• For BrailleNote Touch audio tutorials, user guide, or suggested apps visit:

Russell and Lorne discussed Android tablets with those interested.
• Android tablets use a screen reader called TalkBack similar to VoiceOver on iOS tablets.
• 3rd party apps from Google Store may or may not be accessible via TalkBack. Depends on the app developer.
• Braille input/output not integrated like on iOS but development to improve braille is underway through a project called BrailleBack.
• Unlike iOS which is a closed operating system from Apple for only apple iDevices, Android is an open source operating system from Google available to modify by developers and available for many different devices.

Next Meeting (Monday September 12 at 7pm)
• No topic defined yet. Have a good summer. See you in September.
• As always, for help with other technology bring your devices and/or questions to the meeting.
• Send your meeting topic ideas to

Meeting Location and Logistics
• Ascension Lutheran Church 8405 – 83 Street NW, Edmonton.
• We meet in the basement hall. There is elevator access.
• Enter the church from the back door. There is parking at the back and drop off space for taxis, DATS.
• Meetings are every second Monday of the month at 7pm.
• If you have someone helping you your assistant is welcome to remain for the meeting.

GTT Edmonton Team
• Carrie Anton is visually impaired and is the accessibility specialist for Athabasca University.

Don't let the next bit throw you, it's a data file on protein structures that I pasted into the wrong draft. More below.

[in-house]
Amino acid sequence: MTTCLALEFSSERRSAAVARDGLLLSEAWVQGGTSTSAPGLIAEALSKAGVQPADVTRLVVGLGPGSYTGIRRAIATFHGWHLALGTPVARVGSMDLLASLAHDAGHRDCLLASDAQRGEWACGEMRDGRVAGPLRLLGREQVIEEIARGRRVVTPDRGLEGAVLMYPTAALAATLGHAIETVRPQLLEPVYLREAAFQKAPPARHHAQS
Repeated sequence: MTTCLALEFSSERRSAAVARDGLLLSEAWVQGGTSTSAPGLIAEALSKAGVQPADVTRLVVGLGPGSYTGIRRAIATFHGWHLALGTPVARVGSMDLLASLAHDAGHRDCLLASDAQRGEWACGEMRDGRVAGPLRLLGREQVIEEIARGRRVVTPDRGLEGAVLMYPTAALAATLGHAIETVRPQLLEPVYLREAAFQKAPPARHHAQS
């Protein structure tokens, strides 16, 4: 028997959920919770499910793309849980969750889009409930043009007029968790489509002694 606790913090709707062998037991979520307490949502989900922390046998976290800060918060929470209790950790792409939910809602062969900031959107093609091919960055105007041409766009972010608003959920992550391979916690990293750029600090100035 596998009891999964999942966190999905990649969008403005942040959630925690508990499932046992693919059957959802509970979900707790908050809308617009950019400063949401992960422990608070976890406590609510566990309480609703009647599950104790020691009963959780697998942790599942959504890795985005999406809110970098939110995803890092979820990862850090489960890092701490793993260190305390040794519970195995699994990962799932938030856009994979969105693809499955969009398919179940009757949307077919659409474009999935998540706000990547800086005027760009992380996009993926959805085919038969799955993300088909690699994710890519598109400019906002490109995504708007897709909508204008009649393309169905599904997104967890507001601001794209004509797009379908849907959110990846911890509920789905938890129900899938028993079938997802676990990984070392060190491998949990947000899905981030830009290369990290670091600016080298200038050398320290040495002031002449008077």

• Gerry Chevalier is blind. He is retired from HumanWare where he worked as the Product Manager for the Victor Reader line of talking book players.
• Heather MacDonald is a career and employment specialist with extensive experience helping blind and visually impaired people find employment.
• Russell Solowoniuk is blind and works with alternative formats and assistive technology at Grant MacEwan University.
• Lorne Webber is blind and is the accessibility specialist for Norquest College.

GTT Edmonton Overview
• GTT Edmonton is a chapter of the Canadian Council of the Blind (CCB).
• GTT Edmonton promotes a self-help learning experience by holding monthly meetings to assist participants with assistive technology.
• Each meeting will present a feature technology topic and general question and answer about any other technology.
• Small groups or one on one assistance is possible at the meetings.
• Participants are encouraged to come to each meeting even if they are not interested in the feature topic because questions on any technology are welcome. The more participants the better able we will be equipped with the talent and experience to help each other.
• There are GTT groups in Ottawa, Toronto, Kingston, Northern Ontario, Pembroke, Halifax, Sydney, Edmonton, Grande Prairie, Victoria, Nanaimo, Vancouver, and more to come.
• There is also a national GTT monthly toll free teleconference. You may subscribe to the National GTT blog to get email notices of teleconferences and notes from other GTT chapters. Visit:
There is a form at the bottom of that web page to enter your email.